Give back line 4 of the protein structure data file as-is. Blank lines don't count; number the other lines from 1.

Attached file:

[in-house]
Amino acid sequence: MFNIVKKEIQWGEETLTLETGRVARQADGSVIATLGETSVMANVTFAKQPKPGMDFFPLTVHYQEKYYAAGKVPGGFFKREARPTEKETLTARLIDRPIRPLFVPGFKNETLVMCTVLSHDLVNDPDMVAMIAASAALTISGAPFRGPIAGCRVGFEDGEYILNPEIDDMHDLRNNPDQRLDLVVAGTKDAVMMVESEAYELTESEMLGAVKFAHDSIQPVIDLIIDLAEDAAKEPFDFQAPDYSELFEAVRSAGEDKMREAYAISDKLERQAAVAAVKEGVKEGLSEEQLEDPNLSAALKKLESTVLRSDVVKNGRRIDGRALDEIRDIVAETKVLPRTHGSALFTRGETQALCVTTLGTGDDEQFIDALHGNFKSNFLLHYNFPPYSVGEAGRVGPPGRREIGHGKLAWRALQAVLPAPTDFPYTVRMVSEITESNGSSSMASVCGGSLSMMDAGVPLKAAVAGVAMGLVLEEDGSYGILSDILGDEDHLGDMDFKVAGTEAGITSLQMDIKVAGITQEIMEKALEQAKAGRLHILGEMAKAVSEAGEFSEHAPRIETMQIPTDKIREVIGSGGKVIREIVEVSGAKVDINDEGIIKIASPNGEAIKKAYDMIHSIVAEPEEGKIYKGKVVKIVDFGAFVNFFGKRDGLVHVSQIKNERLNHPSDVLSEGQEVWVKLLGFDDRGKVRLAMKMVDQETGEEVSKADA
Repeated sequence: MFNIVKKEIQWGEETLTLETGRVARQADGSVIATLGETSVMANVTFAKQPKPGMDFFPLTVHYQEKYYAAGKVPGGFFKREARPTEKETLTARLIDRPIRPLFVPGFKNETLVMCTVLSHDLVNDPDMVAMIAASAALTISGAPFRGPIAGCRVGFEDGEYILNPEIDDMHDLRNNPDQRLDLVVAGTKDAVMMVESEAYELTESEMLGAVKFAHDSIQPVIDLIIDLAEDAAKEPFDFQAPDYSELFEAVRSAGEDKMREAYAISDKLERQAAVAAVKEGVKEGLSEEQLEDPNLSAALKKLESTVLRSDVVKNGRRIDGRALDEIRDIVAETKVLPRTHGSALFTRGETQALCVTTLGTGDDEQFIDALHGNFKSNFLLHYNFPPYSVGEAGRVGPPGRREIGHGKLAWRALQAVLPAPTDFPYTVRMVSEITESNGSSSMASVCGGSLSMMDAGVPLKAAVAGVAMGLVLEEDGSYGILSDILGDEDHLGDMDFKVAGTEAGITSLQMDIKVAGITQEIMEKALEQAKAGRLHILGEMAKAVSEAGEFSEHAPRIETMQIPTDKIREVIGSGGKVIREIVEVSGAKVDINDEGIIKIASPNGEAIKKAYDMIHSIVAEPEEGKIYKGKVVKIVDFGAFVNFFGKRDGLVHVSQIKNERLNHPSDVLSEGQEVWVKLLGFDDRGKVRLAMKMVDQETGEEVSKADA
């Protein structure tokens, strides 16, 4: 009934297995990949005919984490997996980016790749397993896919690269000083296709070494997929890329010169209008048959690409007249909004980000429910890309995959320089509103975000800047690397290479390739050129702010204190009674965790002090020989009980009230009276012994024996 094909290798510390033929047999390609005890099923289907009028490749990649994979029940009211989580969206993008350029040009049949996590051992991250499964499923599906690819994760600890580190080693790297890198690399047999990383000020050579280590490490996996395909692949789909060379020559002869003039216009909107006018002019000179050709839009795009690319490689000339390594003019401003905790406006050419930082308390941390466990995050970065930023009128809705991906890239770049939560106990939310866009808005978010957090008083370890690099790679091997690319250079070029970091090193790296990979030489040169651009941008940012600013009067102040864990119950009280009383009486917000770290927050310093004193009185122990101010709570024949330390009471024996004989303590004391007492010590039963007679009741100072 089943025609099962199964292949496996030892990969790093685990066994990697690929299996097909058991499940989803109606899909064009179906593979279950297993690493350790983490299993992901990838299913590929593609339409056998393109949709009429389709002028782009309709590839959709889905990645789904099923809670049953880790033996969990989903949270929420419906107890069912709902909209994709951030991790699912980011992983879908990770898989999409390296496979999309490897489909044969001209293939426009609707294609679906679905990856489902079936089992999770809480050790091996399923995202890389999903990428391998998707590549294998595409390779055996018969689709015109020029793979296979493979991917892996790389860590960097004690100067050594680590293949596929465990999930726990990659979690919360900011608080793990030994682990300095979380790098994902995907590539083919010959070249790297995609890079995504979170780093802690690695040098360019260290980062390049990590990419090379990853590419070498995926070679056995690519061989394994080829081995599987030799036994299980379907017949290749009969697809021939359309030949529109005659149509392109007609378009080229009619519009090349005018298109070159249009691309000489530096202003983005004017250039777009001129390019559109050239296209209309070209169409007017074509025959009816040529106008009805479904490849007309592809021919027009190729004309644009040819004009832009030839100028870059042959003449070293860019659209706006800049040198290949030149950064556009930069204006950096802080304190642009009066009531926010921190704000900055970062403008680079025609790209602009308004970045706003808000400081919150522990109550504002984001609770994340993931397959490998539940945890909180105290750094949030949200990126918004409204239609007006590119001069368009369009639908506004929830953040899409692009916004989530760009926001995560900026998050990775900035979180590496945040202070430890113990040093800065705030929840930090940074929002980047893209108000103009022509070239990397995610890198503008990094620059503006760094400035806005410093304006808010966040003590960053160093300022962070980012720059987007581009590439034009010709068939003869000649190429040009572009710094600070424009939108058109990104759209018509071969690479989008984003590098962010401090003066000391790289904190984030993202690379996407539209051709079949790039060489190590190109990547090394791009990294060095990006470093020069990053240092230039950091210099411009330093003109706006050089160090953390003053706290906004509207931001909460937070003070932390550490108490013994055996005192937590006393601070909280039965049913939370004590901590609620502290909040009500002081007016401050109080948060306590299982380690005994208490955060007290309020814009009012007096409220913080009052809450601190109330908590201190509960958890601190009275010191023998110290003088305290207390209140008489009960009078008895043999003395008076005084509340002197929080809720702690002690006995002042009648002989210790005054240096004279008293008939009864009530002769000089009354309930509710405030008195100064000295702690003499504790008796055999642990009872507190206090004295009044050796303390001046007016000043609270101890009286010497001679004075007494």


């Protein structure tokens, strides 16, 4: 009934297995990949005919984490997996980016790749397993896919690269000083296709070494997929890329010169209008048959690409007249909004980000429910890309995959320089509103975000800047690397290479390739050129702010204190009674965790002090020989009980009230009276012994024996 094909290798510390033929047999390609005890099923289907009028490749990649994979029940009211989580969206993008350029040009049949996590051992991250499964499923599906690819994760600890580190080693790297890198690399047999990383000020050579280590490490996996395909692949789909060379020559002869003039216009909107006018002019000179050709839009795009690319490689000339390594003019401003905790406006050419930082308390941390466990995050970065930023009128809705991906890239770049939560106990939310866009808005978010957090008083370890690099790679091997690319250079070029970091090193790296990979030489040169651009941008940012600013009067102040864990119950009280009383009486917000770290927050310093004193009185122990101010709570024949330390009471024996004989303590004391007492010590039963007679009741100072 089943025609099962199964292949496996030892990969790093685990066994990697690929299996097909058991499940989803109606899909064009179906593979279950297993690493350790983490299993992901990838299913590929593609339409056998393109949709009429389709002028782009309709590839959709889905990645789904099923809670049953880790033996969990989903949270929420419906107890069912709902909209994709951030991790699912980011992983879908990770898989999409390296496979999309490897489909044969001209293939426009609707294609679906679905990856489902079936089992999770809480050790091996399923995202890389999903990428391998998707590549294998595409390779055996018969689709015109020029793979296979493979991917892996790389860590960097004690100067050594680590293949596929465990999930726990990659979690919360900011608080793990030994682990300095979380790098994902995907590539083919010959070249790297995609890079995504979170780093802690690695040098360019260290980062390049990590990419090379990853590419070498995926070679056995690519061989394994080829081995599987030799036994299980379907017949290749009969697809021939359309030949529109005659149509392109007609378009080229009619519009090349005018298109070159249009691309000489530096202003983005004017250039777009001129390019559109050239296209209309070209169409007017074509025959009816040529106008009805479904490849007309592809021919027009190729004309644009040819004009832009030839100028870059042959003449070293860019659209706006800049040198290949030149950064556009930069204006950096802080304190642009009066009531926010921190704000900055970062403008680079025609790209602009308004970045706003808000400081919150522990109550504002984001609770994340993931397959490998539940945890909180105290750094949030949200990126918004409204239609007006590119001069368009369009639908506004929830953040899409692009916004989530760009926001995560900026998050990775900035979180590496945040202070430890113990040093800065705030929840930090940074929002980047893209108000103009022509070239990397995610890198503008990094620059503006760094400035806005410093304006808010966040003590960053160093300022962070980012720059987007581009590439034009010709068939003869000649190429040009572009710094600070424009939108058109990104759209018509071969690479989008984003590098962010401090003066000391790289904190984030993202690379996407539209051709079949790039060489190590190109990547090394791009990294060095990006470093020069990053240092230039950091210099411009330093003109706006050089160090953390003053706290906004509207931001909460937070003070932390550490108490013994055996005192937590006393601070909280039965049913939370004590901590609620502290909040009500002081007016401050109080948060306590299982380690005994208490955060007290309020814009009012007096409220913080009052809450601190109330908590201190509960958890601190009275010191023998110290003088305290207390209140008489009960009078008895043999003395008076005084509340002197929080809720702690002690006995002042009648002989210790005054240096004279008293008939009864009530002769000089009354309930509710405030008195100064000295702690003499504790008796055999642990009872507190206090004295009044050796303390001046007016000043609270101890009286010497001679004075007494």